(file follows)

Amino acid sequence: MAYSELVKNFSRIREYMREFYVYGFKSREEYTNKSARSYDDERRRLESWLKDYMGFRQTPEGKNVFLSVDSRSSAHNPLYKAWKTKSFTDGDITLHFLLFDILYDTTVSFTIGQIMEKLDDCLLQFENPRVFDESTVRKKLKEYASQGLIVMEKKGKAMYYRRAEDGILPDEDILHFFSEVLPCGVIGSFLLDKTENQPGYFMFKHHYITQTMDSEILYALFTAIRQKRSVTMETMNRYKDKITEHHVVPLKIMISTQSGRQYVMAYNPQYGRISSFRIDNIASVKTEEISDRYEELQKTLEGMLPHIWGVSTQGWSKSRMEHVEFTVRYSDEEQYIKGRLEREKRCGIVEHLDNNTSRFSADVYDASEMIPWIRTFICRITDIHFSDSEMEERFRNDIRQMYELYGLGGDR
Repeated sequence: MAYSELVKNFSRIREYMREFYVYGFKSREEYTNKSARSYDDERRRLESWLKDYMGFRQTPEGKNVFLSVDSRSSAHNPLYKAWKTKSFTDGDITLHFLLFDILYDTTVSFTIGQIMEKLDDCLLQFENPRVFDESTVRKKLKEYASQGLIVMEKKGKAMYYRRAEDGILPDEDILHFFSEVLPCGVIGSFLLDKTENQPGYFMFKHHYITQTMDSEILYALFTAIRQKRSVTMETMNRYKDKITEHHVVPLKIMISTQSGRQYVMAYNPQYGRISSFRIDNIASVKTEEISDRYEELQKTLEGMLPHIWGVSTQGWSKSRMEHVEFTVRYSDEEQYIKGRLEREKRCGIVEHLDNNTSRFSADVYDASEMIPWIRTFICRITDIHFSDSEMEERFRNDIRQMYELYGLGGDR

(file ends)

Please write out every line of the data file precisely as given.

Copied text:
Amino acid sequence: MAYSELVKNFSRIREYMREFYVYGFKSREEYTNKSARSYDDERRRLESWLKDYMGFRQTPEGKNVFLSVDSRSSAHNPLYKAWKTKSFTDGDITLHFLLFDILYDTTVSFTIGQIMEKLDDCLLQFENPRVFDESTVRKKLKEYASQGLIVMEKKGKAMYYRRAEDGILPDEDILHFFSEVLPCGVIGSFLLDKTENQPGYFMFKHHYITQTMDSEILYALFTAIRQKRSVTMETMNRYKDKITEHHVVPLKIMISTQSGRQYVMAYNPQYGRISSFRIDNIASVKTEEISDRYEELQKTLEGMLPHIWGVSTQGWSKSRMEHVEFTVRYSDEEQYIKGRLEREKRCGIVEHLDNNTSRFSADVYDASEMIPWIRTFICRITDIHFSDSEMEERFRNDIRQMYELYGLGGDR
Repeated sequence: MAYSELVKNFSRIREYMREFYVYGFKSREEYTNKSARSYDDERRRLESWLKDYMGFRQTPEGKNVFLSVDSRSSAHNPLYKAWKTKSFTDGDITLHFLLFDILYDTTVSFTIGQIMEKLDDCLLQFENPRVFDESTVRKKLKEYASQGLIVMEKKGKAMYYRRAEDGILPDEDILHFFSEVLPCGVIGSFLLDKTENQPGYFMFKHHYITQTMDSEILYALFTAIRQKRSVTMETMNRYKDKITEHHVVPLKIMISTQSGRQYVMAYNPQYGRISSFRIDNIASVKTEEISDRYEELQKTLEGMLPHIWGVSTQGWSKSRMEHVEFTVRYSDEEQYIKGRLEREKRCGIVEHLDNNTSRFSADVYDASEMIPWIRTFICRITDIHFSDSEMEERFRNDIRQMYELYGLGGDR